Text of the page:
Matt Winkelmeyer / Getty / Arsh Raziuddin / The Atlantic

Kelly Rowland makes jewel tones shine. In reds, oranges, and emeralds, she is resplendent. The singer, who has been a dynamic entertainment mainstay for more than two decades, has of late carved out a bold space for herself as a style icon. Embracing a bevy of rich hues, Rowland radiates a striking confidence.

For Rowland, an aesthetic defined by bright, color-blocked tones is an intentional stylistic choice. It’s also one that defies entrenched ideas about what kinds of sartorial risks ought to be reserved for women of lighter skin tones, and what dark-skinned women allegedly can’t pull off. The fashion industry and other sordid machinations of celebrity have tended to dismiss dark-skinned women, relegate them to the shadows, or outfit a handful of token representatives with shoddy resources only to later blame them for being unfit.

Rowland’s recent attention to fashion—and specifically vivid, color-oriented looks—is not wholly separate from the symbolic role she’s occupied in her career as a musician. For musicians, especially women in pop or R&B, it’s nearly impossible to disentangle their artistry from their public image. When the industry’s range of acceptable or sought-after images is so narrow, dark-skinned women like Rowland stand out by default. Even in the streaming era, Rowland’s voice is not disembodied. To listen to her music, fans must first see her face.

But the star, née Kelendria Trene Rowland, wasn’t always as comfortable in the spotlight. For a young Kelendria, the 1980s were formative years largely because the era introduced the singer to Janet Jackson and Whitney Houston at a time when she needed to see reflections of herself. The two were more than just musical icons to the future Destiny’s Child member. They were visions of possibility that Rowland didn’t yet realize she needed to see. They were paragons of beauty, reflections of both musical talent and visual assurance.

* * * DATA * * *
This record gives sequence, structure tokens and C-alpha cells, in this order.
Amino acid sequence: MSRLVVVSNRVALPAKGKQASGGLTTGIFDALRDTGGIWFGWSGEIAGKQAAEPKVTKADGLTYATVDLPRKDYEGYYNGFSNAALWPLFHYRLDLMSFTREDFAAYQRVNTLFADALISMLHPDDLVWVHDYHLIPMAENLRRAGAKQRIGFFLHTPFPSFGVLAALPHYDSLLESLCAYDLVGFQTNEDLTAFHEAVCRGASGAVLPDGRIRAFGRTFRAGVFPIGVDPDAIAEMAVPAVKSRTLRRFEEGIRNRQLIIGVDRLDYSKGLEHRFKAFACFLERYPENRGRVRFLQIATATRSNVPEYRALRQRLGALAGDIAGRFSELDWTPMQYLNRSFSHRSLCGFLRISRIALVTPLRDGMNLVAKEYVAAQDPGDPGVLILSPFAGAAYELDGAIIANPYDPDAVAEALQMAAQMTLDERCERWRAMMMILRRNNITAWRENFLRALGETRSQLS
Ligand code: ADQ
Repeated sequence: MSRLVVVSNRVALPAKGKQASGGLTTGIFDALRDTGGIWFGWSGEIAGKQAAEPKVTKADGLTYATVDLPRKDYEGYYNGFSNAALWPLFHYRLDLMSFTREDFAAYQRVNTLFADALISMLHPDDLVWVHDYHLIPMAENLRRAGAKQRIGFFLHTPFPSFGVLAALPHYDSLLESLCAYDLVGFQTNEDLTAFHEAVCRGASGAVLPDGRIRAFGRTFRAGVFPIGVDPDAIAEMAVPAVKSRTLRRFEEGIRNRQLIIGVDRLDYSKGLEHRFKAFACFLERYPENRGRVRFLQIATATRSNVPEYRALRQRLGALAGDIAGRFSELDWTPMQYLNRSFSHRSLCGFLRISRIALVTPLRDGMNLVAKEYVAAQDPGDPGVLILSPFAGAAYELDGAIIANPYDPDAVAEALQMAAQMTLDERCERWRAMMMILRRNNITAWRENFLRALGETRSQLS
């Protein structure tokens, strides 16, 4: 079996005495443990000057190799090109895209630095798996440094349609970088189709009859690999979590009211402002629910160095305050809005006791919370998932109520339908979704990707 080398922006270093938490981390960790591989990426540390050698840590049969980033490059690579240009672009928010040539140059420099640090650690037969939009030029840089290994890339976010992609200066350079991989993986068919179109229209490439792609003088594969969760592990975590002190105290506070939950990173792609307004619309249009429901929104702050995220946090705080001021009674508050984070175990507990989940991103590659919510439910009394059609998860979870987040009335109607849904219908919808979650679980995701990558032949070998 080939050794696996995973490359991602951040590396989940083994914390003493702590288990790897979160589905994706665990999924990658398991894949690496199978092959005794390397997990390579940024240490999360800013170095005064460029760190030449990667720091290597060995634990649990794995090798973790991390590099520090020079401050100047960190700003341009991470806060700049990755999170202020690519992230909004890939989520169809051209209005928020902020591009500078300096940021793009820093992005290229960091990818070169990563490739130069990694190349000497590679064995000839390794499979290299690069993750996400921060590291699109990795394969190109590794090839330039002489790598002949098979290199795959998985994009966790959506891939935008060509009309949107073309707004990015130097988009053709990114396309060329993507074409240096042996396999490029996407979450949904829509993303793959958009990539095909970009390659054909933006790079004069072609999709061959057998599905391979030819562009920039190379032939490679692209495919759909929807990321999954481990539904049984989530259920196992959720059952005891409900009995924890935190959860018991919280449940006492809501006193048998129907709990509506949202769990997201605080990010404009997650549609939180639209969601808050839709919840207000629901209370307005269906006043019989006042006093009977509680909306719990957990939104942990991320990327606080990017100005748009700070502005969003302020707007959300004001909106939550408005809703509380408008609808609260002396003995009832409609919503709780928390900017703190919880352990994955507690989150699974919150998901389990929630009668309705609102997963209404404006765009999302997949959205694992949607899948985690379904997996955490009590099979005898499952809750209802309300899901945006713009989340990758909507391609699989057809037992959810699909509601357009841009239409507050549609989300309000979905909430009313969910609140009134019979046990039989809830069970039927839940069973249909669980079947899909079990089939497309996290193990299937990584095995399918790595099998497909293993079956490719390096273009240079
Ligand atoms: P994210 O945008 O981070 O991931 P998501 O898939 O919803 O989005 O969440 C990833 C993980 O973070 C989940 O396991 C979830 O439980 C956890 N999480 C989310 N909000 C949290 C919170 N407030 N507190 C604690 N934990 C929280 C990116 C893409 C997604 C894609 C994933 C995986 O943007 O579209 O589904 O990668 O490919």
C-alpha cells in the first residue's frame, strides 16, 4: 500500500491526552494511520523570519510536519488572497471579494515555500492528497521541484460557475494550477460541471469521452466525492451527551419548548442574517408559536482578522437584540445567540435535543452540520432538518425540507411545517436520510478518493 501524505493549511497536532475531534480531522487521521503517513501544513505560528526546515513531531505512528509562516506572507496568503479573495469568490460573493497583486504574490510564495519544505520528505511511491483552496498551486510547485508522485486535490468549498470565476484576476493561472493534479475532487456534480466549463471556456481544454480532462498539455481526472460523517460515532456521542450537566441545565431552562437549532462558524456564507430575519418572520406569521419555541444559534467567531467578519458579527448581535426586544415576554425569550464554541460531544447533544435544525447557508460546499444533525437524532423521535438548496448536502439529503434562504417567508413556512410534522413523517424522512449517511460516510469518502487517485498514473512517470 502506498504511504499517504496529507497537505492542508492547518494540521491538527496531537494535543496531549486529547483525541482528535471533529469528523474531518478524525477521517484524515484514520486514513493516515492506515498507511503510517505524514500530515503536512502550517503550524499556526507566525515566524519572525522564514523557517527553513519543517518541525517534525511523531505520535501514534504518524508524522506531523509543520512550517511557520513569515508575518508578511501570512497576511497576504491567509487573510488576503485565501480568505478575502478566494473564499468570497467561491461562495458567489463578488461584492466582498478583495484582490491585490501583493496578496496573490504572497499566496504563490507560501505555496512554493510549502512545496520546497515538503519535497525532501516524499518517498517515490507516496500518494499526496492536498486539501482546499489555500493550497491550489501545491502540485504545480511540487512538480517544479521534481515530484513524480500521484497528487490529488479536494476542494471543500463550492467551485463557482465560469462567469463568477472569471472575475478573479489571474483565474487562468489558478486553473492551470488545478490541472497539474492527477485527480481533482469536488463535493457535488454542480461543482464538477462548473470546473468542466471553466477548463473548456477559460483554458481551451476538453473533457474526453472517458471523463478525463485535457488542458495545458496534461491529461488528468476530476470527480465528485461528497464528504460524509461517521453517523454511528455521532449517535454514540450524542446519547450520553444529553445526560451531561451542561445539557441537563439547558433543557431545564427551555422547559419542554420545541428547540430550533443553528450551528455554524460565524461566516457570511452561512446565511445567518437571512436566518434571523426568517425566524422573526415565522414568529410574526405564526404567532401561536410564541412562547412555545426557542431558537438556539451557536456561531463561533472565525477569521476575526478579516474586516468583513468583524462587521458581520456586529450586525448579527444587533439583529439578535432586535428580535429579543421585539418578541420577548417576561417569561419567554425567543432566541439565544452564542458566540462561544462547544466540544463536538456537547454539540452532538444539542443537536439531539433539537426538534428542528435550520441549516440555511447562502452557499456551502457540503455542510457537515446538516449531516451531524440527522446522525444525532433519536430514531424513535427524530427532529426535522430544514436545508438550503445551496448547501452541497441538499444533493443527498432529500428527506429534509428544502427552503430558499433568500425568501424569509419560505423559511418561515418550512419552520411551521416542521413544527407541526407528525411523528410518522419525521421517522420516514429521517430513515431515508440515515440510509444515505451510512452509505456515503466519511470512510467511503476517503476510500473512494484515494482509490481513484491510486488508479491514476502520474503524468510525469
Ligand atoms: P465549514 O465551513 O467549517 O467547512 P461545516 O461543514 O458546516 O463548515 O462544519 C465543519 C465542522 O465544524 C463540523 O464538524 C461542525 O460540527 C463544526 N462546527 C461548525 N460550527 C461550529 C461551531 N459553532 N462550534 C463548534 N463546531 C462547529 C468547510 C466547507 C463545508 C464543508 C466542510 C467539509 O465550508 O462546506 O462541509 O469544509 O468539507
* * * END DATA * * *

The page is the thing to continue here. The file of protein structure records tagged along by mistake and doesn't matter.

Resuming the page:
“When I was a kid, it was a little tough because I went to pretty much an all-white school, so I just saw nothing but white faces around me,” the 37-year-old singer said when we spoke over the phone recently. “I remember the first time I saw Janet Jackson. I believe it was ‘[The] Pleasure Principle,’ and I saw Whitney Houston before I saw Janet, and she was brown. And it just all started to add up in my head, like, Oh, this is possible, huh? Yeah, I’m going to sing.”


Rowland has been a musical legend in her own right since her teen years. As a member of Destiny’s Child, a solo artist, a songwriter, an actress, and a television personality, she’s built a career that broadens the scope of what black women can envision for themselves in entertainment. She has released eight studio albums, graced a slew of magazine covers, and illuminated numerous red carpets. She’s served as a judge on The Voice Australia, written a book for new moms, and offered musical and PR guidance to younger artists, like the girl group Fifth Harmony (especially the 22-year-old Normani Kordei, one of only a few dark-skinned female artists in pop, who has loved Rowland for years). In doing so, Rowland has become for many young black women what Jackson and Houston were to her.

Gary Gershoff/ Lilly Lawrence / Brian Ach / Getty

“It makes me really proud,” Rowland said of the influence she’s had on young women who’ve become more comfortable in their own skin by watching her assemble both albums and looks over the years. But the entertainer is also quick to note that her journey to self-possession (and into the style spotlight) got a push from someone close to home: the person who designed Destiny’s Child’s early costuming, and who considers Rowland a third daughter. Ms. Tina Knowles-Lawson, the mother of Beyoncé and Solange, helped a young Rowland embrace her heritage, countering the messages Rowland had grown up internalizing.